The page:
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Expat Exchange - Pros & Cons of Living in Enoshima 2024
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Pros & Cons of Living in Enoshima

By Betsy Burlingame

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Summary: If you're considering a move to Enoshima, this article discusses the pros and cons of living in Enoshima.

Thinking about moving to Enoshima? Below we highlight some of the pros and cons of living in Enoshima.

Enoshima, a small island off the coast of Kanagawa Prefecture, Japan, is a place of stunning natural beauty and rich cultural heritage. It's a popular tourist destination, known for its shrines, caves, and the iconic Enoshima Sea Candle lighthouse. But what is it like to actually live in Enoshima? Like any place, living in Enoshima has its pros and cons. Let's delve into the details.

Pros of Living in Enoshima

One of the biggest advantages of living in Enoshima is its natural beauty. The island is home to a variety of flora and fauna, and the views of the ocean are simply breathtaking. The Enoshima Sea Candle, a lighthouse with an observation deck, offers panoramic views of the surrounding area, including the majestic Mount Fuji on clear days. Living in Enoshima means having these views right at your doorstep.

Enoshima is also rich in cultural heritage. The island is home to several shrines, including the Enoshima Shrine, which is dedicated to Benzaiten, the goddess of music and entertainment. The island's history is deeply intertwined with Japanese mythology, and living here means being surrounded by this rich cultural tapestry every day.

Despite being a small island, Enoshima has a vibrant food scene. The island is famous for its shirasu, or whitebait, a type of small fish that is often served raw. There are numerous restaurants and food stalls offering a variety of dishes made with fresh, locally sourced ingredients. Living in Enoshima means having access to this delicious food all the time.

Enoshima is also a great place for outdoor activities. The island's beaches are popular for swimming and surfing, and there are several hiking trails that offer stunning views of the surrounding area. The Enoshima Yacht Harbor is a popular spot for sailing, and it was one of the venues for the sailing events of the 1964 Tokyo Olympics.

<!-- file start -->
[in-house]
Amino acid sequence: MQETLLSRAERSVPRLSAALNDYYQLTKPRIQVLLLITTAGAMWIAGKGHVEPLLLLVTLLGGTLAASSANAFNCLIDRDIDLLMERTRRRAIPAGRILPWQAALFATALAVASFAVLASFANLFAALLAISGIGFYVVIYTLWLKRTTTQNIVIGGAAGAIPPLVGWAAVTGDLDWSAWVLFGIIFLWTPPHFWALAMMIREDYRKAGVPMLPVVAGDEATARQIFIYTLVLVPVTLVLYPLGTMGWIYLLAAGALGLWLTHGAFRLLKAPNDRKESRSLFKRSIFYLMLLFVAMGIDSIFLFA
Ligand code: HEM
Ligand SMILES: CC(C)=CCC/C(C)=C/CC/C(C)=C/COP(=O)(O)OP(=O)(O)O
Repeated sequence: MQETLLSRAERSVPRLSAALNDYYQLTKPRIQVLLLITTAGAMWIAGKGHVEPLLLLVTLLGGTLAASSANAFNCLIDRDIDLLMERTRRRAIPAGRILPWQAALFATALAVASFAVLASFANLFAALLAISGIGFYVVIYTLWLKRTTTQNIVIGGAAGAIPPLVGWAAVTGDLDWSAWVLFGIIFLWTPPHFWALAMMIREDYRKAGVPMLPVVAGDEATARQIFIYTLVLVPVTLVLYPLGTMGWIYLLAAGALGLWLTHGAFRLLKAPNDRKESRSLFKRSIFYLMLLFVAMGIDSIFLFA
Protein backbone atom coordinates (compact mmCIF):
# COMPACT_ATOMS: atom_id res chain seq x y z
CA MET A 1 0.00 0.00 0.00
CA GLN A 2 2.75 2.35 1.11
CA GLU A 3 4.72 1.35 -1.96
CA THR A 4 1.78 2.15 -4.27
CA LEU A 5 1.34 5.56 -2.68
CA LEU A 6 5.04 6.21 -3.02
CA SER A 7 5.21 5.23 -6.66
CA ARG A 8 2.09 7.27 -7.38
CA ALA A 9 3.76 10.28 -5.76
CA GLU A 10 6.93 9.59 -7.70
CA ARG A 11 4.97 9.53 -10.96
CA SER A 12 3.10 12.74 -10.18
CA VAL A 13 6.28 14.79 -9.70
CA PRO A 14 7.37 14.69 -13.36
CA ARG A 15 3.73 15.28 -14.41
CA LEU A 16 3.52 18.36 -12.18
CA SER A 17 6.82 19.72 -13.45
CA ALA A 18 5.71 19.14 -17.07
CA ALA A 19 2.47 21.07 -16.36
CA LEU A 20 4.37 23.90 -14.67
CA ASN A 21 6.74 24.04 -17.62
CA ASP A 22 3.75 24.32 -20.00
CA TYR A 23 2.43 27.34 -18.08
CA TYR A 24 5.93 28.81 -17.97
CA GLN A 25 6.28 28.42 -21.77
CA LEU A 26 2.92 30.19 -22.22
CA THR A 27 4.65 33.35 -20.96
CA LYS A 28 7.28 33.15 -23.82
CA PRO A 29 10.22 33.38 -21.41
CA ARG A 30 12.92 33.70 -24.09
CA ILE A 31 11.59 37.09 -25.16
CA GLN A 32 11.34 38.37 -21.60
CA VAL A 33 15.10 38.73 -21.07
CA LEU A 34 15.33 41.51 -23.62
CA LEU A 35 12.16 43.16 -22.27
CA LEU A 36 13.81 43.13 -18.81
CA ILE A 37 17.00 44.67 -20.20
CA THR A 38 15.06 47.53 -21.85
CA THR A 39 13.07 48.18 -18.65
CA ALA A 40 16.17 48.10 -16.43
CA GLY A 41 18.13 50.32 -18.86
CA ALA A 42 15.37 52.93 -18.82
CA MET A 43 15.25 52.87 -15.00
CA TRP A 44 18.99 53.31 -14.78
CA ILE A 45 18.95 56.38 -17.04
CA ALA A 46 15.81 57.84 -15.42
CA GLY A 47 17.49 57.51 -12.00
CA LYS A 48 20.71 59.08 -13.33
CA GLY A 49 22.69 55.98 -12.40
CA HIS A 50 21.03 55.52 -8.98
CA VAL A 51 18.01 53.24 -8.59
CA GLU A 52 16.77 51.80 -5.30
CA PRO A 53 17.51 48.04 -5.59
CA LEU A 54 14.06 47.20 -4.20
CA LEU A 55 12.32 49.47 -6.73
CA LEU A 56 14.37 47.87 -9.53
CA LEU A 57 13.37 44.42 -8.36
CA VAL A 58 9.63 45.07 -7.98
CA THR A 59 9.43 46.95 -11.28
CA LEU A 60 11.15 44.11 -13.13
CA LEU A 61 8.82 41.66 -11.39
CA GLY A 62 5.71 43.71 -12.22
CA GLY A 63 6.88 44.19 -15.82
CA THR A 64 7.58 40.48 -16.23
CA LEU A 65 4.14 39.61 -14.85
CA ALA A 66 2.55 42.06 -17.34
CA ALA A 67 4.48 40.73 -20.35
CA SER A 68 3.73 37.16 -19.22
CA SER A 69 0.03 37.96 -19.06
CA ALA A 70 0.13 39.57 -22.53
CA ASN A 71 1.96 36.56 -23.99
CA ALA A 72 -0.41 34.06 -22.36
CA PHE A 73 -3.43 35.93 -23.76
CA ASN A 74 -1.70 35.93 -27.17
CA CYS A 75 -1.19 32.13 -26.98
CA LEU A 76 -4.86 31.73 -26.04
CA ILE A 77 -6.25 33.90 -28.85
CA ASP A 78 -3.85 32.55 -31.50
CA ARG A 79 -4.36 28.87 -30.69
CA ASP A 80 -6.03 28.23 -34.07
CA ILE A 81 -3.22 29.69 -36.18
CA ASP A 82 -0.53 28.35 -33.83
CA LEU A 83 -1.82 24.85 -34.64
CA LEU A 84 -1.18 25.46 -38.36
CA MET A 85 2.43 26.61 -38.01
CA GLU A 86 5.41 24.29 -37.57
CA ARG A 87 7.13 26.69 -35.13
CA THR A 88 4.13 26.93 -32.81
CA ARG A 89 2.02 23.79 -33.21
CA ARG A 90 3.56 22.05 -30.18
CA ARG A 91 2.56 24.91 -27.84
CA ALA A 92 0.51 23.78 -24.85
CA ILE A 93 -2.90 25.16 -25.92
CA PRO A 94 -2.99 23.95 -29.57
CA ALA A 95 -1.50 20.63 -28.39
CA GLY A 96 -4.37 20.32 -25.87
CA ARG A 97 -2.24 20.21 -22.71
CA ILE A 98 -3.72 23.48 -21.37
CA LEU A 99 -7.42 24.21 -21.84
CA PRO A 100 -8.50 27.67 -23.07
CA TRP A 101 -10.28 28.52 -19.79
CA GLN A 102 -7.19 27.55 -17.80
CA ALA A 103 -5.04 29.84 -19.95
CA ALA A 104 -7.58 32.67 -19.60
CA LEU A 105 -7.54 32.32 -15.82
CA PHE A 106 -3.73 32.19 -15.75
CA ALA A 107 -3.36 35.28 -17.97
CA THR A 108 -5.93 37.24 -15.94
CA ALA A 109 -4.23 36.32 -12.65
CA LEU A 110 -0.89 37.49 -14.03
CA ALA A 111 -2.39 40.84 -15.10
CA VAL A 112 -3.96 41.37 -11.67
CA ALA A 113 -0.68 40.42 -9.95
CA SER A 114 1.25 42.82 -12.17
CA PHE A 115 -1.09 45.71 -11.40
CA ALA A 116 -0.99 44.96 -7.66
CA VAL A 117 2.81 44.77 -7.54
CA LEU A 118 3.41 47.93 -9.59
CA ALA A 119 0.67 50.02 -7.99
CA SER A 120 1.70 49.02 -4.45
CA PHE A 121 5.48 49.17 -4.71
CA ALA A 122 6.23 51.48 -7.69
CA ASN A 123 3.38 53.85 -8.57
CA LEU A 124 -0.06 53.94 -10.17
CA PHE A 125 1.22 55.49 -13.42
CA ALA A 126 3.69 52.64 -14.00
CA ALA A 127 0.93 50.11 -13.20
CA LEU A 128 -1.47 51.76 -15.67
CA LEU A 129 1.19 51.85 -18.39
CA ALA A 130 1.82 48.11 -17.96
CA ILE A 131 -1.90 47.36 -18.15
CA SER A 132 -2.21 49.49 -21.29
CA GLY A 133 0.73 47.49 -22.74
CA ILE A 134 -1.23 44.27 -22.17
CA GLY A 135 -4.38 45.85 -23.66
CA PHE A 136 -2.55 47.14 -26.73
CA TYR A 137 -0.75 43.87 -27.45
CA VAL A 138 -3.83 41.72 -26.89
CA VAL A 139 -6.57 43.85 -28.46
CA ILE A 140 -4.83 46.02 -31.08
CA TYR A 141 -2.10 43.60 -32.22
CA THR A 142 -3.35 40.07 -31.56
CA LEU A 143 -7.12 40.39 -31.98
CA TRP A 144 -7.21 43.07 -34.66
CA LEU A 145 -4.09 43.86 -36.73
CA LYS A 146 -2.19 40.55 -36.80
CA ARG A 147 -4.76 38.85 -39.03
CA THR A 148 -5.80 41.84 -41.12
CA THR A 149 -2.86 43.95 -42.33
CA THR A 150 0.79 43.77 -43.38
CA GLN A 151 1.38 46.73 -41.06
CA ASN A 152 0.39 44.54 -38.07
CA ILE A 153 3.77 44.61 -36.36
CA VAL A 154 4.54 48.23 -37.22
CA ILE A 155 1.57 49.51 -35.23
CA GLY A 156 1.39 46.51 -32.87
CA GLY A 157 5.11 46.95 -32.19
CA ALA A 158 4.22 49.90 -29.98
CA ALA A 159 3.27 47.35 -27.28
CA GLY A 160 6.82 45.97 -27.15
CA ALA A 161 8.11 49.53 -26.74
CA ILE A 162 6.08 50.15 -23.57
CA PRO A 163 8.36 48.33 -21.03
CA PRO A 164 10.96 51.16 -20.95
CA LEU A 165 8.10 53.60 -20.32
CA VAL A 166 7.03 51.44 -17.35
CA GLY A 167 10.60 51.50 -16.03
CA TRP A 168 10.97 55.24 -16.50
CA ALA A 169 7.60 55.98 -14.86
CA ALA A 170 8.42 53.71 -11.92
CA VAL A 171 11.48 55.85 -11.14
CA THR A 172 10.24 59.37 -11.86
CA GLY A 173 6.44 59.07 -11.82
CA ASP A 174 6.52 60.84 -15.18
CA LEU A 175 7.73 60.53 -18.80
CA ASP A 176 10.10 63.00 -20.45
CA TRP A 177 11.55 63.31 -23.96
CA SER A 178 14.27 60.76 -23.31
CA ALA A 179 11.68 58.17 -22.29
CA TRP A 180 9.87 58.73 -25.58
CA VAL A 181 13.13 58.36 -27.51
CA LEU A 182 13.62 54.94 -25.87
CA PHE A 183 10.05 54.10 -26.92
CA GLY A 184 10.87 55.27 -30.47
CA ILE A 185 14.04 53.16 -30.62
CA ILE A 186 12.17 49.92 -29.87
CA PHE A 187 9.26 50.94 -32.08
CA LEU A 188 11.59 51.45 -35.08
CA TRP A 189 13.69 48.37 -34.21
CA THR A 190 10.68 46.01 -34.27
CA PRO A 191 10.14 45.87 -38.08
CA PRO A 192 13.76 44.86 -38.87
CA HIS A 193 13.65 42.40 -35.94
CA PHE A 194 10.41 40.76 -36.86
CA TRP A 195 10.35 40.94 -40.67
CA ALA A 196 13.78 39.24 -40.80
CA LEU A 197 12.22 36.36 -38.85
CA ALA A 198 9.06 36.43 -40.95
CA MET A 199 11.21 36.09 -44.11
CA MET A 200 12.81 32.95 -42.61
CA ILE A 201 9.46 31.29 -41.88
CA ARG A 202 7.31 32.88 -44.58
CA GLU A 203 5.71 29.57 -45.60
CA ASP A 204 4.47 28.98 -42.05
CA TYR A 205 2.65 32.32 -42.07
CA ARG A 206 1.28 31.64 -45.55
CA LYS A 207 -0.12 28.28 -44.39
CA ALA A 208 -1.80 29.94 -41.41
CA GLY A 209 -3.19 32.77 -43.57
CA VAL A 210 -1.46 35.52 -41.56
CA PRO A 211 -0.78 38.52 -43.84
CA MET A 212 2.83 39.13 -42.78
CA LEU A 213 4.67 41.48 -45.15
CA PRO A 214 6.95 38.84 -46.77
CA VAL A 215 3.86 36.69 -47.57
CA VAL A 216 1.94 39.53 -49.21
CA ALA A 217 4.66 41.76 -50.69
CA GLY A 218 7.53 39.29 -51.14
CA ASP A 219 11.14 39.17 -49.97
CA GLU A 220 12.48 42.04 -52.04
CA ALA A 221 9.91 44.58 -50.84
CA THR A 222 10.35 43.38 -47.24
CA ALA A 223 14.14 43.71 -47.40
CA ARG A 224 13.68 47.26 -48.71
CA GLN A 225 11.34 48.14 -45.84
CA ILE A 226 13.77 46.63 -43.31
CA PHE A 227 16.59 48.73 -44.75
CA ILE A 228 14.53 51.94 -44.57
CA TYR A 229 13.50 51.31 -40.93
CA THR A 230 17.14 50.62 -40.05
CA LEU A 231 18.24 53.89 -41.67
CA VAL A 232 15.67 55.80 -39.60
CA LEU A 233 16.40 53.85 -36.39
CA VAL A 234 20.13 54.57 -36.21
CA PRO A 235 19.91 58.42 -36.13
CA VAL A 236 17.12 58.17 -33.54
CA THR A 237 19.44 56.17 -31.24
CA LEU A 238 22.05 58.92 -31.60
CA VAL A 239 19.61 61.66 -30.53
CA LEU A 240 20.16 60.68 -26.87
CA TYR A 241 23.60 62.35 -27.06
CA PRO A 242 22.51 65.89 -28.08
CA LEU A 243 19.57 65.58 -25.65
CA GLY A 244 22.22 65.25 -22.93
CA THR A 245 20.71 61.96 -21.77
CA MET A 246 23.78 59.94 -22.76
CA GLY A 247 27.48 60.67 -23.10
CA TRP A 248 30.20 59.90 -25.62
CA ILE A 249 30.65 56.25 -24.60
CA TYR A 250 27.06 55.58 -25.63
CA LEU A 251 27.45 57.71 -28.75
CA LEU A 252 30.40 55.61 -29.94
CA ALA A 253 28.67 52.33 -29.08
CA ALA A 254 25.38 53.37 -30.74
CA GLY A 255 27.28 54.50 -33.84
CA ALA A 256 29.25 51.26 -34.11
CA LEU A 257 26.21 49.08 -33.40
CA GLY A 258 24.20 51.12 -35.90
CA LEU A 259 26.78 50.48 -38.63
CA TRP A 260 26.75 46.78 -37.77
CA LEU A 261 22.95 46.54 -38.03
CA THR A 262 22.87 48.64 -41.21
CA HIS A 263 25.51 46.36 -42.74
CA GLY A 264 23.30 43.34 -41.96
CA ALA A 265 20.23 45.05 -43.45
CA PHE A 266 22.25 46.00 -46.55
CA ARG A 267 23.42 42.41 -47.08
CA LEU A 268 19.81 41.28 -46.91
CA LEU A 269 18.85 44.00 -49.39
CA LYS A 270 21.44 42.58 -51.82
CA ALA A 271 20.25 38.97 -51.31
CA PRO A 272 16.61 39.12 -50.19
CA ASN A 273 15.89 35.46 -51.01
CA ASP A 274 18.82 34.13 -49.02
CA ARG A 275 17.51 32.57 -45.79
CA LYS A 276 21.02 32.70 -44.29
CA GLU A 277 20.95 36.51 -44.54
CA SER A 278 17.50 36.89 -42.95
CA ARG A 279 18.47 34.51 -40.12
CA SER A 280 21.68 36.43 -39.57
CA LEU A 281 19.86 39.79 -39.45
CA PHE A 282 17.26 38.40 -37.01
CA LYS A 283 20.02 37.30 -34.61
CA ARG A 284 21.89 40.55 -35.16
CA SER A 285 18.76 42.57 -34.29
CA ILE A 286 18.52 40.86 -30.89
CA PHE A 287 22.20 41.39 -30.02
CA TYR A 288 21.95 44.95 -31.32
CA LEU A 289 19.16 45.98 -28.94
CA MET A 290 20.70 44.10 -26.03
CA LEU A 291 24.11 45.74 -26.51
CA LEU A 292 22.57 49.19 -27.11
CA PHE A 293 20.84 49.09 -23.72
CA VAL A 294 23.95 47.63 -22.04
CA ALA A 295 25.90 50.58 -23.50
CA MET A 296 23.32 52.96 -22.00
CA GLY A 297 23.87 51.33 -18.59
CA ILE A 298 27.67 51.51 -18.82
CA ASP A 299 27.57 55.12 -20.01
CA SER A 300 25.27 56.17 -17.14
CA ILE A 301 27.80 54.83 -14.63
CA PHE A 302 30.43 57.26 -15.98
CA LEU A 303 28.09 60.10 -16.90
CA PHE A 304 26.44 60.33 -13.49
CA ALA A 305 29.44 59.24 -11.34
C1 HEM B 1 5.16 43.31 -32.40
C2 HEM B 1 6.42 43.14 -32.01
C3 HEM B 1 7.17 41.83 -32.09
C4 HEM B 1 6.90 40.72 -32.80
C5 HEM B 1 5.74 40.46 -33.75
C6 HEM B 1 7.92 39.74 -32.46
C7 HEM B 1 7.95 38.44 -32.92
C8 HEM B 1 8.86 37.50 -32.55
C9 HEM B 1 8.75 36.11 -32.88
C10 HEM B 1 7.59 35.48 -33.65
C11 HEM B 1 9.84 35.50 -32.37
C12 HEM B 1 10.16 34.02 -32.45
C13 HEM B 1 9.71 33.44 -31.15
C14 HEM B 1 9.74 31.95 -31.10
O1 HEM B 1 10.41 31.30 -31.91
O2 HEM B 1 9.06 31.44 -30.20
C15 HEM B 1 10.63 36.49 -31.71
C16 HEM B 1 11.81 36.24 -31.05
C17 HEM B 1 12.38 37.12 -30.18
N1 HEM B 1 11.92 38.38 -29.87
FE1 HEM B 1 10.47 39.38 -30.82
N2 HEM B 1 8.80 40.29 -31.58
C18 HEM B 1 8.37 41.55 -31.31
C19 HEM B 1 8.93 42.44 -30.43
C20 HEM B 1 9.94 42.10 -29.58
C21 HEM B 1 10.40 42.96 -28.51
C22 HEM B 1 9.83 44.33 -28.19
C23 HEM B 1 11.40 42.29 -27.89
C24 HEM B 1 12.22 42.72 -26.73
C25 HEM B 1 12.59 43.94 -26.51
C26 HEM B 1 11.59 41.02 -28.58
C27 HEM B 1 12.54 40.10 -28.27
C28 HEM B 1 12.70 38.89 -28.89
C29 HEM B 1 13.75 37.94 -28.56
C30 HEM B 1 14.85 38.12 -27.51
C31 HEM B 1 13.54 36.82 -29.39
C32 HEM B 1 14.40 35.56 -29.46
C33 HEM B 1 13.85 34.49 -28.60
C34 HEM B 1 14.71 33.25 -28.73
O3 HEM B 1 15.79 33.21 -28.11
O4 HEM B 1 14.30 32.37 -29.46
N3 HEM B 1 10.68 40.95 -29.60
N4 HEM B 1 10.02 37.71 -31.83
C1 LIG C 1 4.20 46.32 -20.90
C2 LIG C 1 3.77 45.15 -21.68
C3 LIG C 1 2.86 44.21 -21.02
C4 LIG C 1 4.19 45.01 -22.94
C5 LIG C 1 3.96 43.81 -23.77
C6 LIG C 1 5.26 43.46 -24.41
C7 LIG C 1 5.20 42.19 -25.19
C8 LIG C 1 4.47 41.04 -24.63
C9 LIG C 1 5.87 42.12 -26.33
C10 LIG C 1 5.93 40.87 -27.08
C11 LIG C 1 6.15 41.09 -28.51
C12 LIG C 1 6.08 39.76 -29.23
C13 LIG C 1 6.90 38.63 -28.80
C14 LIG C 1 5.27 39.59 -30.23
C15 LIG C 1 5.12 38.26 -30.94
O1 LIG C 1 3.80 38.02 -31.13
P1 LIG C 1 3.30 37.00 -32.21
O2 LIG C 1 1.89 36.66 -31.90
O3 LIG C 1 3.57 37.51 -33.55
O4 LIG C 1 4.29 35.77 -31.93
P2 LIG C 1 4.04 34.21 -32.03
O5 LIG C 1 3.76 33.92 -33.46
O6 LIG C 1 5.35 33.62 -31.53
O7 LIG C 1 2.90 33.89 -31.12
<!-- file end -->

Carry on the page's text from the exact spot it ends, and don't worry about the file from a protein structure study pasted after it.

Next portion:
Finally, living in Enoshima means being part of a close-knit community. The island has a population of just over 6,000 people, and it's common for neighbors to know each other. There are several community events throughout the year, such as the Enoshima Tenno Festival, which brings the whole community together.

Cons of Living in Enoshima, Japan

While there are many advantages to living in Enoshima, there are also some downsides. One of the biggest challenges is the lack of certain amenities. As a small island, Enoshima doesn't have the same range of shops and services that you would find in a larger city. For example, there are no large supermarkets or department stores on the island, so residents often have to travel to the mainland for shopping.

Another challenge of living in Enoshima is the influx of tourists, especially during the summer months. The island's beaches, shrines, and other attractions draw large crowds, which can make the island feel crowded and noisy. This can also lead to increased traffic and difficulty finding parking.

The cost of living in Enoshima is also higher than in many other parts of Japan. This is partly due to the island's popularity as a tourist destination, which drives up the prices of goods and services. The cost of housing is also higher, with properties on the island commanding premium prices.

While Enoshima's small size and close-knit community can be a plus, it can also feel limiting. There are fewer opportunities for employment and education on the island, and residents may feel isolated from the rest of the world. This can be particularly challenging for younger people, who may need to travel to the mainland for school or work.

Finally, living on an island comes with certain risks. Enoshima is susceptible to typhoons and other severe weather events, and the island's infrastructure may not be as robust as in larger cities. In the event of a natural disaster, residents may be cut off from the mainland and emergency services.

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About the Author

Betsy Burlingame Betsy Burlingame is the Founder and President of Expat Exchange and is one of the Founders of Digital Nomad Exchange. She launched Expat Exchange in 1997 as her Master's thesis project at NYU. Prior to Expat Exchange, Betsy worked at AT&T in International and Mass Market Marketing. She graduated from Ohio Wesleyan University with a BA in International Business and German.

Some of Betsy's articles include 12 Best Places to Live in Portugal, 7 Best Places to Live in Panama and 12 Things to Know Before Moving to the Dominican Republic. Betsy loves to travel and spend time with her family. Connect with Betsy on LinkedIn.


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